I got complacent.
For years, we’ve had our service with Brighthouse (now Spectrum) and in the past, our modem was included as part of the monthly Internet fee. Then, at some point, we were being charged $4 a month for our cable modem. Since when, I don’t know. But after scrutinizing my bill this month, I noticed the rental charge. Now, $4/month isn’t that much – but over the years, it can really add up. I’m fairly certain I’ve paid at least a couple hundred dollars in rental fees alone.
Now, before I go on about my decision to own a cable modem – let me just say that it made sense for my situation. Renting may not be a bad option if you know you’re going to move, or if you have roommates, or if your employer’s going to cover your cable modem rental costs. In every other scenario, you’re better off buying your own cable modem. And that’s exactly what I did.
I bought an Arris Surfboard SB6183 off of Amazon for about $70. Before buying it, I visited Spectrum’s website to make sure that the modem would be compatible with my ISP. I also called my ISP to double-check. And while I was at it, I also realized that I could have been getting a better monthly ISP plan. Previously, I paid $78 for 60Mbps down / 6 Mbps up. Now I’m paying $64 for 100 Mbps down / 10 Mbps up. Bottom line: it pays to call periodically to see if you’re getting the best deal.
The modem arrived yesterday. In the box is the modem, a power supply, an Ethernet cable and a few sheets of documentation. This particular model comes with a 2 year warranty.
The modem itself is tiny, with a height of 5.25 inches.
The top and sides feature plenty of ventilation thanks to its perforated, plastic build.
The front of the unit features four indicator lights, representing (from top to bottom): power, download, upload, and Internet connectivity.
The back of the unit sports power in, Ethernet in, and a coax connector. The lights, particularly the blue lights, emanating from the unit are bright. If you keep your router in your bedroom, the light might be bright enough to bother you.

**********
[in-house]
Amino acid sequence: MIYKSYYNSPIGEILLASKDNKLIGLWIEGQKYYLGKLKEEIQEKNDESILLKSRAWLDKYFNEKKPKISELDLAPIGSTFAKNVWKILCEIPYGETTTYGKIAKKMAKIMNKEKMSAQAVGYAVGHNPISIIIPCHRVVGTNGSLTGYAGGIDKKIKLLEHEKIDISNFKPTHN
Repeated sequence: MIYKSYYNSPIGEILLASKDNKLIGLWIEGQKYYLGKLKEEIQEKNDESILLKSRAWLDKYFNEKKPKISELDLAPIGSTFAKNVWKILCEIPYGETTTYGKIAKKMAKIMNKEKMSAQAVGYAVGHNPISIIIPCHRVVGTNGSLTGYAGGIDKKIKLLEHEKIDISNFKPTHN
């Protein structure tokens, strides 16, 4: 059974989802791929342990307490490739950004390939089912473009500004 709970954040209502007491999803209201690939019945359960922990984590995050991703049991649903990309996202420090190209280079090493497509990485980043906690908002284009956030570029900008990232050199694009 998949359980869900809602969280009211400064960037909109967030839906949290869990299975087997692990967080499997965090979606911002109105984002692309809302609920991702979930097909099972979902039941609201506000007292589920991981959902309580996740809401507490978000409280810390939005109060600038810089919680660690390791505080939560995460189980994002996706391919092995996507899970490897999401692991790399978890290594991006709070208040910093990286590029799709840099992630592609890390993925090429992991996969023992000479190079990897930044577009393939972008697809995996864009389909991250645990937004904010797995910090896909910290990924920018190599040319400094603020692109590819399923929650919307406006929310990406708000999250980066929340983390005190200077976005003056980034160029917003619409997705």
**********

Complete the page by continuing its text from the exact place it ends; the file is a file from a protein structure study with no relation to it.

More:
Below is a photo comparing the size difference between the old rental Arris modem next to the one I purchased. The old modem had extra features that I never used, including a built-in wi-fi router. As I’m using the Eero for all my routing needs, the old Arris’s extra features weren’t being utilized. By contrast, the new SB6183 model is a dedicated cable modem with no extra frills.
Setup was easy, barring the oddly shaped power supply. (Seriously, manufacturers – let’s get rid of the big, bulky power brick already!) After some cable rearranging and some obligatory grumbling on my part, the unit was receiving power. Next, I wired the Ethernet cable from the Arris cable modem to the Eero router. The router, in turn, sends its signal over to a Netgear switch, which distributes connectivity to all the wired devices in our house.
To let your cable provider know that you have a new modem, you’ll have to call them up and provide your cable modem’s MAC ID (located on the bottom of the unit). Your ISP will need this info to send the signal over to the new cable modem. After a few minutes, you should have glorious Internet coursing through your new cable modem’s hardware. It’s not a bad idea to reboot your machines to fully take advantage of the new hardware. I noticed a marked improvement in doing so.
Based on Speedtest benchmarking, the new modem delivers 113 Mbps down and roughly 11.48 Mbps up.
Time will tell about long term reliability on this unit. Other online reviews seem to be overwhelmingly positive. Based on its cost, owning the Arris SB6183 cable modem will save me money long term. Better late than never, right?